3 Inventions That Could Change The World
We're always talking about how the world would be a better place if someone made things better, smarter. Here are several people who are doing just that. At the annual European Inventor Awards, shortlisted by the European Patent Office (EPO), the organisation honours notable inventions by various individuals each year. Some are good, some are silly and others are little more than figments of imaginations that may or may not succeed. We've found three that are super-duper cool.
Transistors that are made of PAPER
Yes that's right. Elvira Fortunato and Rodrigo Martins, Portuguese scientists based in the University of Lisbon have found an alternative to silicon chips. Using cellulose to create the functioning operation of the transistor by coating it with inorganic oxides, you could use a thin sheet to create inexpensive computing products. For a magazine such as ours, imagine if you only had to buy a magazine once, and it would refresh itself each month with new content. Or a paper-thin iPad someday.
The technology not only relieves the need for rare earth minerals – meaning less mining and damage to the Earth – but is also far more carbon efficient to produce than silicon. The future of the world does rely on paper, it seems.
Biomechatronic leg joints
At the age of 17, MIT professor Hugh Herr lost both his legs in a climbing accident. He's spent his entire life researching bionics – combining biology with technology – to create smart prosthesis. From joints that allow amputees to walk with a natural gait thanks to damping techniques, microprocessors and more, including a battery-powered foot, Herr has changed the lives of amputees forever.
He aims to create prosthetics that fit the body perfectly, and react as it's part of your body, rather than a foreign object. Herr began researching his own prosthetics after he lost his feet due to frostbite in the mountains, but also explains that his climbing feet differ from his regular walking feet. In fact, his designs are so impressive, they allow amputees to function with perfect regularity. Bravo, Sir.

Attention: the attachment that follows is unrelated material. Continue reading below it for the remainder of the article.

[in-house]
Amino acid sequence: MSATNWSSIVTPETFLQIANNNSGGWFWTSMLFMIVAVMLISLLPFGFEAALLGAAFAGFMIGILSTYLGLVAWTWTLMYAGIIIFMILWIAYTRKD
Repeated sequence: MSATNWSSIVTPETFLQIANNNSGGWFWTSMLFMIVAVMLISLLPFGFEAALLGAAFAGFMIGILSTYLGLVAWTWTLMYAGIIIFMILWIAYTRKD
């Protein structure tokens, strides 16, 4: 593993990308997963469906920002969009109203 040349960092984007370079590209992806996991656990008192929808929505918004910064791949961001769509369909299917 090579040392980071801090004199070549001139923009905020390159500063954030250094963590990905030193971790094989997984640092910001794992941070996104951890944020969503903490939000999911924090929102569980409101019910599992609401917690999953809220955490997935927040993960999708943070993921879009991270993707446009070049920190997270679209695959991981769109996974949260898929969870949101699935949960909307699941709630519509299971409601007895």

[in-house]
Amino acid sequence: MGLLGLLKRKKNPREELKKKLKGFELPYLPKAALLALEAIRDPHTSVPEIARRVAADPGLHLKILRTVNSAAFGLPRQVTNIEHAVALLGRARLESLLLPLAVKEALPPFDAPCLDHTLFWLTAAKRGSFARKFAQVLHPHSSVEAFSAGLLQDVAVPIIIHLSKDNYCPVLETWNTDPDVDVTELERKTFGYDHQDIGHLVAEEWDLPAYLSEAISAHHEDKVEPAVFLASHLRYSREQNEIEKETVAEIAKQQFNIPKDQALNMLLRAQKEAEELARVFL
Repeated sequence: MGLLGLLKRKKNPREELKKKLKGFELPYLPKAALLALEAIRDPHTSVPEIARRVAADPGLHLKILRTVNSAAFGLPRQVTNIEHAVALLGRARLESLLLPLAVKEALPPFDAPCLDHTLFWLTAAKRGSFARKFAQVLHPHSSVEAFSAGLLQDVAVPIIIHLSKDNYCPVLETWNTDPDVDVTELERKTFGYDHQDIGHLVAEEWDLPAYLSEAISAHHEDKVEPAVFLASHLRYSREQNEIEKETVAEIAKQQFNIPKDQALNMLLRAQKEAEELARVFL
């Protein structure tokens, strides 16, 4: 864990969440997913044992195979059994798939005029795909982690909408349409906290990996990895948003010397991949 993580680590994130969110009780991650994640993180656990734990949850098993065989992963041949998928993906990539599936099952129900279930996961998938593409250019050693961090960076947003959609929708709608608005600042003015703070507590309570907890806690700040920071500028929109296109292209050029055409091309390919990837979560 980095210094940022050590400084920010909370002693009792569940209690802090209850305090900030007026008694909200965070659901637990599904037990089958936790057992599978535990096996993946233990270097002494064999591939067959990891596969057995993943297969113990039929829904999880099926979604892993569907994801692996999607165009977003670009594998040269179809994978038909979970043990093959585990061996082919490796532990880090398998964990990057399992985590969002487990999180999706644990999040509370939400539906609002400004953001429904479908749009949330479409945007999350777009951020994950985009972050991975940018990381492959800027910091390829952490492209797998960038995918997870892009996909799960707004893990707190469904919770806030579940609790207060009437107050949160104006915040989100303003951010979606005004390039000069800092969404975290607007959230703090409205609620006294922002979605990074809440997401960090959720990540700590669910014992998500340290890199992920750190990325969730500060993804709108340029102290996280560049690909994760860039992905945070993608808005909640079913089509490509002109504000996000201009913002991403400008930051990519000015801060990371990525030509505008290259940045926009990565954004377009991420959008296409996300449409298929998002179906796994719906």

For years, we've debated about renewable energy resources and how, essential as they are to the future and survival of the human race and the Earth, they simply do not produce enough energy for the world, nor are they equally accessible to everyone. Miroslav Sedlácek is a civil engineer of the Czech Technical University in Prague who's come up with a method for raising power from flowing water, be it an undercurrent in the sea or a gentle eddy in a brook.
The technique used is rather simple, like how the bathtub, as it drains of water, generates a vortex effect that can drive a turbine more effectively than a trickling flow. This sort of vortex effect exists in many natural flows of water, which Miroslav uses to drive his turbine. The beauty of this small-format solution is that it's compact, doesn't affect the environment and most important, produces enough energy to power a house. It also doesn't stop when the sun sets. So if you live in the rural outdoors and near a flow of water, this is your solution. Hopefully everyone's, one day soon.
See more of the other inventors from this year's European Inventor Awards here. Who knows, your idea may not be as strange as it looks, or as impossible.